You'll try to get everything you possibly can, and you'll make sure it's all written into your contract: substantial base salary, maximum bonus opportunity, and maximum participation in all of the company's most lucrative stock- related and deferred-compensation programs.
Go for it!
If you'll report just one or two layers below the Chief Executive, be sure to study the company's 10-K and its Notice of Annual Meeting/Proxy Statement, listing compensation arrangements at the top of the pyramid. And do it before your compensation is discussed. The best indication of what you can try for now...and work toward in the future...is to find out what your boss is making, or failing that, what her boss is making.
Chances are, the biggest biggies are covered by programs that don't extend much lower. But you might as well ask whether you're in on a lesser share of the same deals they get. If not, the deal just below theirs? Or a third-level deal? How many people qualify for the highest-echelon incentive compensation program you will participate in? The top 15...or 50? Or the top 5,000?
Despite all the glowing words about how important you'll be, nothing is a clearer indication of where you really rank than the echelon of the compensation programs you do-and-don't qualify for. Moreover, some polite pre-employment curiosity may get you included in higher programs, if the goodies your prospective employer is planning for you don't quite match the flattery he's handing out.
When it finally comes to writing your compensation into your formal "Employment Contract," there are virtually no pitfalls. Without your having to argue and push, the document willfully and firmly state what you're getting.
Why not? After all, the spotlight is on your compensation. It's the star of the show! It's your inducement to sign the rest of the document. It's what the magician wants you to see; whereas up to now we've been on the lookout for what he might be doing with his other hand...possibly tying a slip-knot on the contractual straightjacket you're lacing him into.
Notice that you immediately get your hands on lots of stock. Letting the jackals have it at their inflated takeover price will be sweet revenge. And even if you're not high enough on the pyramid to enjoy a "parachute," you'll probably get control of a lot of your "granted" and "optioned" stock, when the corporation that promised it to you goes out of existence. You, too, will probably enjoy immediate payment at what will surely be a near-term, and maybe an all-time, high price.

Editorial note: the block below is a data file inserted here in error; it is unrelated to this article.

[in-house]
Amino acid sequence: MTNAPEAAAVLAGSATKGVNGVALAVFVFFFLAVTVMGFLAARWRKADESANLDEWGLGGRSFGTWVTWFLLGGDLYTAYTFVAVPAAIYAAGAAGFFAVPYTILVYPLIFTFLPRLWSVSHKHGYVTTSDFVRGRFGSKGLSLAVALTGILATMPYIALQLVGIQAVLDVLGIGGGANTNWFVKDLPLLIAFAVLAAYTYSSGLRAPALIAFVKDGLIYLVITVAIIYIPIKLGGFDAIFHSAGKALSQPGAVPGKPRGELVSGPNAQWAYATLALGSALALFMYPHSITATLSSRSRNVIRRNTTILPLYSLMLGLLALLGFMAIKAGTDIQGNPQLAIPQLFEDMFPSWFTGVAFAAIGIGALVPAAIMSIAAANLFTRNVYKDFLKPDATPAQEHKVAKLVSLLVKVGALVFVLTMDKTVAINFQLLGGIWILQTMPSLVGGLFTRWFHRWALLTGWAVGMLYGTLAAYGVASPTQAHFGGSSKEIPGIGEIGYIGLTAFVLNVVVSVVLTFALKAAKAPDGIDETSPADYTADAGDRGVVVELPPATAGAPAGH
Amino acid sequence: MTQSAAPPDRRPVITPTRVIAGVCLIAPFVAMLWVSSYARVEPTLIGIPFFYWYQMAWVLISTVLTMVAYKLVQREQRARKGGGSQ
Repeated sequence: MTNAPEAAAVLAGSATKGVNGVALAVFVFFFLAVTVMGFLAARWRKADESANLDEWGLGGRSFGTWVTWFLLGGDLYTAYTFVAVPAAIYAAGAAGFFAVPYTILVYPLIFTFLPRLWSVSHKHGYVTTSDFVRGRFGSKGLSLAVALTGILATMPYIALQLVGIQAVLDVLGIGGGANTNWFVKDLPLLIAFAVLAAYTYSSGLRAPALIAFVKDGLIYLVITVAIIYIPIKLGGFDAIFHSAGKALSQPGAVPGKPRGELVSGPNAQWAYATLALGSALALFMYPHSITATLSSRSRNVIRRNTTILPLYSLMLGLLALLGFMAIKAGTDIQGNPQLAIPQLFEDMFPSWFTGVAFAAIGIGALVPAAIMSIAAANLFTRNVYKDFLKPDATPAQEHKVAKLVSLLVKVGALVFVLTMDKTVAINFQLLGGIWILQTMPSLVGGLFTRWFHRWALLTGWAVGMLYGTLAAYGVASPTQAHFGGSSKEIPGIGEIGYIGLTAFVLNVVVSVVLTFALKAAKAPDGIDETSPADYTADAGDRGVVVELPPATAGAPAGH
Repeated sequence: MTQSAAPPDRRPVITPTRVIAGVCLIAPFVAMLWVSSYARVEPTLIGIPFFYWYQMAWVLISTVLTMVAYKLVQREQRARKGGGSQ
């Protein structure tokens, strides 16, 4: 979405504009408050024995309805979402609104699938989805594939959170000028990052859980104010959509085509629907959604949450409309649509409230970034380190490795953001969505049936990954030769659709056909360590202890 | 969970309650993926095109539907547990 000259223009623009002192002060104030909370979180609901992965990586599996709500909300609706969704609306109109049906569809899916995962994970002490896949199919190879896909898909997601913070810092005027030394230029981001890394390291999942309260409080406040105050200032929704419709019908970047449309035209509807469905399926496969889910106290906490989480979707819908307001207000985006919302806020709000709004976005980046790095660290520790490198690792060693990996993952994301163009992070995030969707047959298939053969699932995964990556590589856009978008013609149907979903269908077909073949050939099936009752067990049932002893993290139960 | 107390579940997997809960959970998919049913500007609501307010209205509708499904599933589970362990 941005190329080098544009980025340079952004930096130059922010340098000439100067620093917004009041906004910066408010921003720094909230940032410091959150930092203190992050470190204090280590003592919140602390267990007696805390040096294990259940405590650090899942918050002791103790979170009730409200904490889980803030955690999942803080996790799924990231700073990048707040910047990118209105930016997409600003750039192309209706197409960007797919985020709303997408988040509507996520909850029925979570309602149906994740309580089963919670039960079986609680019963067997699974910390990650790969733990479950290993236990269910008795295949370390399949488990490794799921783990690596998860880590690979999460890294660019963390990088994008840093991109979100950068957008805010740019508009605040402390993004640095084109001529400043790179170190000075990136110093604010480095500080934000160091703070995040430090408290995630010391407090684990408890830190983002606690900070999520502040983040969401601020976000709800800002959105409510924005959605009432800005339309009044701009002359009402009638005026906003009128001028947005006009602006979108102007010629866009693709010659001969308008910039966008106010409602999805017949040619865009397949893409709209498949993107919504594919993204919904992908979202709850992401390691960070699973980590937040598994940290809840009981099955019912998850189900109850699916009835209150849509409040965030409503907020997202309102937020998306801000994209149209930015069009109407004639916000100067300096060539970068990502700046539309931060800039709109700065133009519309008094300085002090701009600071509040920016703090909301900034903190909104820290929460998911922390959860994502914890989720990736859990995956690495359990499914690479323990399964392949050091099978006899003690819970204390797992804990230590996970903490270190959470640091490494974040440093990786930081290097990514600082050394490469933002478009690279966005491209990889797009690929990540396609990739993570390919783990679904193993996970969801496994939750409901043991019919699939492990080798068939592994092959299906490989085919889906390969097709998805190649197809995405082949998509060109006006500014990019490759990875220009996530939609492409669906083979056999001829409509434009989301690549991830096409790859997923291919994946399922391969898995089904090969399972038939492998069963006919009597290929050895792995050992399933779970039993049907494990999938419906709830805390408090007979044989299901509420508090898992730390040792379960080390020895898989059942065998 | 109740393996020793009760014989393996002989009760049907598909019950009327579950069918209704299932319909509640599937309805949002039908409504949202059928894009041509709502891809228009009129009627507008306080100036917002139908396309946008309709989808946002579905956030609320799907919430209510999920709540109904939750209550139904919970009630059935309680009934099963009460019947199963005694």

And there you have the jargon of compensation, as it relates to your employment contract. Please understand that the above definitions and suggestions are not intended to provide legal or tax advice. For that, you must engage a competent professional and make him or her aware of all the specifics of your documents and situation.
Unless you're headed for the very apex of the corporate pyramid, you'll have to content yourself with the compensation programs that serve you among many other executives. But make it a point to find out what programs the company has, and try to get yourself included in the highest-level ones you can possibly qualify for.
At this point, I've done all I can to help you reach for a wide slice of the corporate pie. Knowing the terms and techniques we've discussed will help you press for the best possible deal...and to document that deal as firmly and cordially as possible.
We've wound up by talking about what you may encounter in negotiating and drafting a formal "Employment Contract." But don't forget that you can also get good written evidence of your employer's commitments in your "offer letter," and in various other letters and memos that will pop up over the years. Save everything in writing that makes a promise to you.
To protect your interests, it's up to you to remember.